There is no proper answer to your question, for the ship of Theseus paradox is used to illustrate the need to define parameters of identity, which you haven't done.
From the standpoint of a record company and copyrights, yes, it might be ruled the same band. Two individuals might be considered "fungible" as adequate drummers, say. From the standpoint of a fan, perhaps, the band is totally different.
The same goes for the identity of a nation, for example, or any individual, whose bodily cells are replaced faster than their driver's license. As John Locke noted in a famous example, the entire makeup of our personal memories may change over time, which has ramifications for legal and moral responsibility.
The ship of Theseus is a physical object, and it illustrates that even in physics, which must employ "concepts," the conceptual whole is not at all the equivalent of the parts. At the atomic level it's all a Heraclitean stream held in place by our powers of conceptualization.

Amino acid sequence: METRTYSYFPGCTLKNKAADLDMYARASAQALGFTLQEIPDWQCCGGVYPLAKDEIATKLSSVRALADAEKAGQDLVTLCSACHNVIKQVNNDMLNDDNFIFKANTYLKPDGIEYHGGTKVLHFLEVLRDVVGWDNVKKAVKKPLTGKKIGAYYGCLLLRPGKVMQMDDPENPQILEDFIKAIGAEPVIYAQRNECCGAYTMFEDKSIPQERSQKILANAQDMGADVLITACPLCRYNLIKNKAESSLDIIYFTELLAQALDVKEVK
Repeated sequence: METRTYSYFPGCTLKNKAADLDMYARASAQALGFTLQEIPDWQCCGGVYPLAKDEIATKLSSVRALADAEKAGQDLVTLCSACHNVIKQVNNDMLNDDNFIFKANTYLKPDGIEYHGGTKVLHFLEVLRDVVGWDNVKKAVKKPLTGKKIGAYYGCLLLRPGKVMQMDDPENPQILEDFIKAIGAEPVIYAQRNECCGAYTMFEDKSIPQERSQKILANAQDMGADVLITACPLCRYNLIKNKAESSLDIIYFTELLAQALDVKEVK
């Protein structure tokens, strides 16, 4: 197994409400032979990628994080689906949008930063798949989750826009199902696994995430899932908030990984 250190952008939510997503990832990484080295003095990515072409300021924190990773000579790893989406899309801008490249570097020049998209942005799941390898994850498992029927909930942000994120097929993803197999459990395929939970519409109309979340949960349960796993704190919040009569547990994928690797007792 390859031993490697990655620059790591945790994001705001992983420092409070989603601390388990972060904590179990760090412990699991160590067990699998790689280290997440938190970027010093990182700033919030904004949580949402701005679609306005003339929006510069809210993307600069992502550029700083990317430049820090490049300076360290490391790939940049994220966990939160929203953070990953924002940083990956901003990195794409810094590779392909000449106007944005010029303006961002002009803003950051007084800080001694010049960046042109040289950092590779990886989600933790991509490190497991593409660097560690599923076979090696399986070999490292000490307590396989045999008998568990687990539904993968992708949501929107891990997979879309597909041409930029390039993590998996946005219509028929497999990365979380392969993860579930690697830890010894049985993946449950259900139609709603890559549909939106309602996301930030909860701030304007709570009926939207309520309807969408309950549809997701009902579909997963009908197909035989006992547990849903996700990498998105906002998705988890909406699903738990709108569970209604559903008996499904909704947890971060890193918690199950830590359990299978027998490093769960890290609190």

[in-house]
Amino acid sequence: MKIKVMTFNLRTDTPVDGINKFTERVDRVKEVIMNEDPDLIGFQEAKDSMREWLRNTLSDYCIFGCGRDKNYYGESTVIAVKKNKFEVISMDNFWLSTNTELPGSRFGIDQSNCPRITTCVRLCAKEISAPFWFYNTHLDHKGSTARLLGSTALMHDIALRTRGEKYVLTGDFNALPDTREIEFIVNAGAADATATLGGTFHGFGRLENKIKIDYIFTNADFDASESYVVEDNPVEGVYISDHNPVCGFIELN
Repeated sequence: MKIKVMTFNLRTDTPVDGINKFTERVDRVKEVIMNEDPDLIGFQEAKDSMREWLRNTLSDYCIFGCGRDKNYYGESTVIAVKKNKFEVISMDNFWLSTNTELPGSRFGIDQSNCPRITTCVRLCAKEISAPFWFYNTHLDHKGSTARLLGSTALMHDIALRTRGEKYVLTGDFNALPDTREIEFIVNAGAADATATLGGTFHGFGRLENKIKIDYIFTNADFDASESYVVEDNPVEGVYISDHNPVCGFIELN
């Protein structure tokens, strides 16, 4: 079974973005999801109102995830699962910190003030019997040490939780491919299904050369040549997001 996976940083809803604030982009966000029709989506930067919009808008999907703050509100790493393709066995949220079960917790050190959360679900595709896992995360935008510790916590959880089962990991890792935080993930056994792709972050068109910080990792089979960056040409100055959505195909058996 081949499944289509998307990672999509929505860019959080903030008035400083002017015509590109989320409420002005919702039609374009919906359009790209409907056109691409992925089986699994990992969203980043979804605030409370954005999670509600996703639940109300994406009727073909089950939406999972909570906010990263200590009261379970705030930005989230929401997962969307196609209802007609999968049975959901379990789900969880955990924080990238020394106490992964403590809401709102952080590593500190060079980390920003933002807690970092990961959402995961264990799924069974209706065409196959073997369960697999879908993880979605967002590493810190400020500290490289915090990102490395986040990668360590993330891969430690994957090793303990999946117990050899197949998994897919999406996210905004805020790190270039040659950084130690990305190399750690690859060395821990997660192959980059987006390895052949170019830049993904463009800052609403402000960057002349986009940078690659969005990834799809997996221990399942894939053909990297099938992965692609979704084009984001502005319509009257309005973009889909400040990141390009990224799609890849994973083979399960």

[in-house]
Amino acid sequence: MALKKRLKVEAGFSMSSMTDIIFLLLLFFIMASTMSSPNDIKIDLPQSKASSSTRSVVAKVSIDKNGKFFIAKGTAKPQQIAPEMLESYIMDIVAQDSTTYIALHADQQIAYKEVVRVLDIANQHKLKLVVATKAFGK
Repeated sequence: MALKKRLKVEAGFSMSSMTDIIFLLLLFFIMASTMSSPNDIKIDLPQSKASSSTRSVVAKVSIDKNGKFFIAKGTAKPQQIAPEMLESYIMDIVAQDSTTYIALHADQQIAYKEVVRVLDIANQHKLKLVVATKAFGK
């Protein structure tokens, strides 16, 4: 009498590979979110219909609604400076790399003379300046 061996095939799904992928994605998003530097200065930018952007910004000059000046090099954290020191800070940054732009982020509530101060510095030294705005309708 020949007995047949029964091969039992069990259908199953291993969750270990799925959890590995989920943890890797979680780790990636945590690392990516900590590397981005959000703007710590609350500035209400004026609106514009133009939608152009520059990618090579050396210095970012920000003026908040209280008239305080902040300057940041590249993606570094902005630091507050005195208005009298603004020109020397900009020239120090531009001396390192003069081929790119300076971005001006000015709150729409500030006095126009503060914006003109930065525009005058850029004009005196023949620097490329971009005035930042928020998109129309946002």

The point being that the relations between form, function, identity, and composition (or Aristotelean "causality") are complex, relative, and open to skeptical analysis.
So, the identity of your band can only be settled by reference to some defining parameters, such as copyright judgments in a court of law, where this ancient paradox is, indeed, always a live issue. In divorce court Phaedra can honestly argue, with full biophysical backing, "this is not the Theseus I married."